|Name||Kempston Challenger Academy|
|Ofsted Inspection Rating||Good|
|Inspection Date||12 September 2018|
|Address||Hill Rise, Kempston, Bedford, Bedfordshire, MK42 7EB|
|Number of Pupils||525 (47% boys 53% girls)|
|Number of Pupils per Teacher||12.2|
|Academy Sponsor||The Challenger Multi Academy Trust|
|Percentage Free School Meals||22.8%|
|Percentage English is Not First Language||33.7%|
|Catchment Area Information Available||Yes, our catchment area data is FREE|
Information about this school
Kempston Challenger Academy is smaller than the average-sized secondary school. It became a sponsored academy in November 2015, when the Hastingsbury Business and Enterprise College was sponsored by the Challenger Multi-Academy Trust. In September 2016, the school amalgamated with Robert Bruce Middle School and provided education for pupils from nine to 18 years of age. In September 2018, the school became a secondary school catering for pupils aged 11 to 18 as part of a transition from a three-tier to two-tier model of primary and secondary education. The current executive headteacher was appointed in September 2016 and there were significant changes at senior and middle leadership level and in staffing during 2016/17. Staffing was more stable during the 2017/18 academic year. The board of trustees of the Challenger Multi-Academy Trust is responsible for the governance of the school but has delegated some responsibilities to a small local governing body (LGB). The LGB is responsible for holding the executive headteacher and senior leaders to account for the standards of education in the school, and for setting the vision for the school. The trust has provided support for senior and middle leaders, support for teaching, learning and assessment and support for science through a specialist leader of education. External consultants have provided support for teachers of English, mathematics and science and the LGB. The trust has also commissioned external reviews of the school and of safeguarding procedures. Just over half of the pupils are of White British heritage. The proportion of pupils who speak English as an additional language is about twice the national average. The proportion of pupils from disadvantaged backgrounds is above the national average. The proportion of pupils who have SEN and/or disabilities is lower than the national average. The proportion of pupils who have an education, health and care plan is above the national average. The school runs a specialist support unit, the Aspen Centre, for pupils who have social, emotional and mental health needs. The local authority manages admissions to the centre for pupils who meet its criteria for admissions. The centre currently has 14 pupils on roll from Year 7 to Year 10. There are currently no pupils attending alternative provision.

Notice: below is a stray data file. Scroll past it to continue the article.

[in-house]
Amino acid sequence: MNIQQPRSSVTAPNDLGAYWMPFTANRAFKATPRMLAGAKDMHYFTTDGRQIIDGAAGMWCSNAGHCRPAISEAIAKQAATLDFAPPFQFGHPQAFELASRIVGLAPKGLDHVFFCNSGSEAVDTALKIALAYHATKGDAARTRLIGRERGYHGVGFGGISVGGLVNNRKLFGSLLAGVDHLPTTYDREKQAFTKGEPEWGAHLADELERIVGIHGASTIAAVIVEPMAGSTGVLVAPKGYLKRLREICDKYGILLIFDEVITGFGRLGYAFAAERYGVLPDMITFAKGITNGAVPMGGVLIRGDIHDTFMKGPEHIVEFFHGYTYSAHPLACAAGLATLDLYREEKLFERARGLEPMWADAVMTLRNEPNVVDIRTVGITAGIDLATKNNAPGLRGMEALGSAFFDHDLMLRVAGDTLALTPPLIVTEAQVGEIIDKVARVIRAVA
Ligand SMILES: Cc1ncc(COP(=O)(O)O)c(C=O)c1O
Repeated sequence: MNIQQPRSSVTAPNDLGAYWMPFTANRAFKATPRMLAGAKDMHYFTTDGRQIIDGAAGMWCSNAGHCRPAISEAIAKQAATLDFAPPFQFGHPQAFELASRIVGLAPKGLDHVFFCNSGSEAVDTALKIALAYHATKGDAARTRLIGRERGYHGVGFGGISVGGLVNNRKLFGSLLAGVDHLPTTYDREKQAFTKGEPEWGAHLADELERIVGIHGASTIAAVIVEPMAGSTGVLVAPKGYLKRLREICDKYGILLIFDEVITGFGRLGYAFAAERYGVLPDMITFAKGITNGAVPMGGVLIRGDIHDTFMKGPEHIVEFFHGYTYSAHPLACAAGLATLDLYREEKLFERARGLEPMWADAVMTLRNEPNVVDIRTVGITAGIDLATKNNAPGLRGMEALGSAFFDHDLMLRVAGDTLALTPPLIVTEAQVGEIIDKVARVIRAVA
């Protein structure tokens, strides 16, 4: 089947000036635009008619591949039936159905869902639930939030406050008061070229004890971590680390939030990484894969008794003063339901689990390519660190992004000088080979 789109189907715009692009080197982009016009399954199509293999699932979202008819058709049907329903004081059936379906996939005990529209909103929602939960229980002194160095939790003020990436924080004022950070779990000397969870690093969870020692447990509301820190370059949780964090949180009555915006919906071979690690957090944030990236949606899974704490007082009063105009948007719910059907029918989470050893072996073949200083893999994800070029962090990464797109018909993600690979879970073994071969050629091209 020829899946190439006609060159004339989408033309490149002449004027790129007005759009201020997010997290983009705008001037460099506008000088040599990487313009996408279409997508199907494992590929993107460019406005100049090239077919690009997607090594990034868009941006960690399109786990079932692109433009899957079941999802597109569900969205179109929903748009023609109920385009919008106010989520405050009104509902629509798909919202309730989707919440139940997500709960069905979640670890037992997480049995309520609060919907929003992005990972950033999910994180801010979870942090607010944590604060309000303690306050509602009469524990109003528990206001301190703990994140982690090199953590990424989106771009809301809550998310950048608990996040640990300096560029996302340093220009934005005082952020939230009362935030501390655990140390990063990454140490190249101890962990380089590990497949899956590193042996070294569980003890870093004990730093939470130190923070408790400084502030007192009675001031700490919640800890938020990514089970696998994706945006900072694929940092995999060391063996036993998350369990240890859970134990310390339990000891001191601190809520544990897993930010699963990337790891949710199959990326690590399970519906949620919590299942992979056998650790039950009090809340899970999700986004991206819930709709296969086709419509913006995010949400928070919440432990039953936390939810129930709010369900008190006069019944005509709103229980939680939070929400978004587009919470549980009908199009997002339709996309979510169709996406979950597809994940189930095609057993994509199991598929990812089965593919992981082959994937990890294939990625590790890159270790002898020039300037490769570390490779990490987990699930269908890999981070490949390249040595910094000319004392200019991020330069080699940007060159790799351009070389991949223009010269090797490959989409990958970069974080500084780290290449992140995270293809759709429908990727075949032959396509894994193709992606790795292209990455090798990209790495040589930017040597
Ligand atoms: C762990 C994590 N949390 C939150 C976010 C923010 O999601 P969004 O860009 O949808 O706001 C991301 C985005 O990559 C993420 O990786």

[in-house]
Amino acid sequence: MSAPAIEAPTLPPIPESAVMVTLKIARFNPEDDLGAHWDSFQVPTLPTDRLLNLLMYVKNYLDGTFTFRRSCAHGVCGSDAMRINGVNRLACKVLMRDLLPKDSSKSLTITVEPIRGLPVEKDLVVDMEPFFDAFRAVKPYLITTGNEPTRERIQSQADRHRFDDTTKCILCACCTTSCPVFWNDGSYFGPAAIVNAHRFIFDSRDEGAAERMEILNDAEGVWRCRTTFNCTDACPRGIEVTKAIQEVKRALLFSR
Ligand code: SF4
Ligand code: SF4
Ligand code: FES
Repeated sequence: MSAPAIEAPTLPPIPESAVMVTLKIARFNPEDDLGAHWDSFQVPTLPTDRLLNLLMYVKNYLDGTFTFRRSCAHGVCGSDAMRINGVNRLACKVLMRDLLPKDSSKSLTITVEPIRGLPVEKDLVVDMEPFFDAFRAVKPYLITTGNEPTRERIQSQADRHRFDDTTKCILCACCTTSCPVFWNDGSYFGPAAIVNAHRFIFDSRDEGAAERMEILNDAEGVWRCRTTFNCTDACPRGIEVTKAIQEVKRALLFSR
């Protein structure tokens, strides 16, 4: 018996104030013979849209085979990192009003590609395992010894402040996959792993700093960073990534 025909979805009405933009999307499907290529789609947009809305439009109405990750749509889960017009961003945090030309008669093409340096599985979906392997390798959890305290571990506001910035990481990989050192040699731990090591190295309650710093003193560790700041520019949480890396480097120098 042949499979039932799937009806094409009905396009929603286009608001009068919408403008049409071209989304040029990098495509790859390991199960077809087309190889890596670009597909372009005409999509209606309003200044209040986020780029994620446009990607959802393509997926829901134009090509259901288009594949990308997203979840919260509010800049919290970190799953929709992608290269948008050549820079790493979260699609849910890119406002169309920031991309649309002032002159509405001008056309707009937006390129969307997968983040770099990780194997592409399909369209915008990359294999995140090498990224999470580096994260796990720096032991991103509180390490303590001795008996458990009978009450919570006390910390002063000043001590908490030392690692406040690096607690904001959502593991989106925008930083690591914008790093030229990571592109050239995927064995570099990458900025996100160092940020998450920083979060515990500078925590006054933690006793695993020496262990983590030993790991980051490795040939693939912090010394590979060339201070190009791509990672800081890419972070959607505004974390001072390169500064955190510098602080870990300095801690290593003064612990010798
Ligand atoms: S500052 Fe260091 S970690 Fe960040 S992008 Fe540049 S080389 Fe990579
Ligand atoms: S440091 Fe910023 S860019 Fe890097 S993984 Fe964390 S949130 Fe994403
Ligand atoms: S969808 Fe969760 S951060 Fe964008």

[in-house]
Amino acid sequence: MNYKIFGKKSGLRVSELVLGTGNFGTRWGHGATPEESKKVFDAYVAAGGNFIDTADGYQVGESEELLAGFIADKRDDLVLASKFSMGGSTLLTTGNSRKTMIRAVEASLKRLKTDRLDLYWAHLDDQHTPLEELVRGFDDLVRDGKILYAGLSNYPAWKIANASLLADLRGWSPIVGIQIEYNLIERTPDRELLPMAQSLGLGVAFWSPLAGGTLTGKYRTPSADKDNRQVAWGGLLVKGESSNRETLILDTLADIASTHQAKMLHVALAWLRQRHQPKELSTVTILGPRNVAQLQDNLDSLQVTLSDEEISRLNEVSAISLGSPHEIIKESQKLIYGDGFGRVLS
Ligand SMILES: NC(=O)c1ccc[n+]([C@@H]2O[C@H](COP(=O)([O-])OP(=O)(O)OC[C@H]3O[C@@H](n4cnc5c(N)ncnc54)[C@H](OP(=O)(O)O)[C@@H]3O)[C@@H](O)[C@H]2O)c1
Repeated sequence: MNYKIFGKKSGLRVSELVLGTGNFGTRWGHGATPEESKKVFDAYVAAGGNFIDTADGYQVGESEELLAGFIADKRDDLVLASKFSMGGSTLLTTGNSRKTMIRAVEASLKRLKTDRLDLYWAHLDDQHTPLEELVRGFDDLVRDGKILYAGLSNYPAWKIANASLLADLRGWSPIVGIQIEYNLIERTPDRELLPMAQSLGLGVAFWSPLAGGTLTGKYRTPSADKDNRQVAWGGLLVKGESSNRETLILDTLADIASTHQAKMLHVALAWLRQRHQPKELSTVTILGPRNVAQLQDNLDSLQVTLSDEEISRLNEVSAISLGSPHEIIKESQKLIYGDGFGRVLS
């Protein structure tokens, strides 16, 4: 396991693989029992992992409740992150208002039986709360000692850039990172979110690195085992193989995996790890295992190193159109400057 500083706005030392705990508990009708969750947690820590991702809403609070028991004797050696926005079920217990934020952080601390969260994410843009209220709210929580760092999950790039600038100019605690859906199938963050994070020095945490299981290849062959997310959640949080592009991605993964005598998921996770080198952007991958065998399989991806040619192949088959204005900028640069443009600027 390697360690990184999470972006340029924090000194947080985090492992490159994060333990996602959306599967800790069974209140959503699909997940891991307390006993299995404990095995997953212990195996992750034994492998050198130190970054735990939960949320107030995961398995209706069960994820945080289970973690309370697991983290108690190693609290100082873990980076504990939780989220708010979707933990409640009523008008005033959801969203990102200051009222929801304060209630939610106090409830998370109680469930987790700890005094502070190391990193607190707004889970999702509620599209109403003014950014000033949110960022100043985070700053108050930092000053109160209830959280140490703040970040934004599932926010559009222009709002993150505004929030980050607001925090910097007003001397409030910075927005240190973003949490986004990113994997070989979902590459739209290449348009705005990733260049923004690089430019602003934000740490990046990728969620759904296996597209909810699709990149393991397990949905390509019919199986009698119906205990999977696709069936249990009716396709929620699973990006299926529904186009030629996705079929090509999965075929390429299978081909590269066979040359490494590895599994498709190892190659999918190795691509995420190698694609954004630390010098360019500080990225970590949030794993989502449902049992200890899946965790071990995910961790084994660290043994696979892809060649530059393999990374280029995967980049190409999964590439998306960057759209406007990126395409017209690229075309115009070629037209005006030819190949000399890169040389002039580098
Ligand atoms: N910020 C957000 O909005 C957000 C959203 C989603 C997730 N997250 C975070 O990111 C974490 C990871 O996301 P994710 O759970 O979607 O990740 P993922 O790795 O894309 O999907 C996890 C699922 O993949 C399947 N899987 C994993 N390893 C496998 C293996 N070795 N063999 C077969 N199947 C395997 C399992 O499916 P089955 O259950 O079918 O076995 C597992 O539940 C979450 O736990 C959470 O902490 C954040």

Summary of key findings for parents and pupils
This is a good school Leaders, trustees and governors have established a culture where there is a belief that everyone can succeed. Almost all pupils want to learn and do well. Leaders have relentlessly focused on improving the quality of teaching, learning and assessment, behaviour and achievement. They have significantly improved the quality of education and the curriculum provided. Pupils currently in the school, including those who have special educational needs (SEN) and/or disabilities and disadvantaged pupils, are making good progress in a range of subjects, including English and mathematics. The school provides well for pupils who have SEN and/or disabilities. The school’s specialist unit for pupils who have social, emotional and mental health needs provides effective support for pupils’ personal and academic development. The trust’s chief executive officer (CEO) and local governing body (LGB) provide an appropriate level of challenge and support to school leaders. The trust has made good use of external support to aid improvement. The small sixth form provides a range of academic and vocational courses that are well matched to students’ abilities and aspirations. Students are well prepared for the next stage of their education, training or employment. Leaders have an accurate view of the school’s strengths and areas for improvement. However, some leaders have not precisely checked how well their actions have brought about improvements. Consequently, opportunities to identify quickly what is most effective and to adapt improvement plans have been missed. Absence has been well above the national average but is reducing. The proportion of pupils with high rates of absence is reducing, but, despite the best efforts of leaders, remains too high for a small core of pupils, some of whom are disadvantaged pupils. Behaviour is improving and is good. However, a small number of pupils still disrupt the learning of others. As a result, the number of fixed-term exclusions is reducing too slowly. Teaching in science does not consistently provide pupils with appropriately challenging activities. Consequently, pupils make less consistent progress than in other subjects. There is still work to do to further support the development of reading for lower-attaining pupils and to develop all pupils’ literacy skills consistently across the curriculum.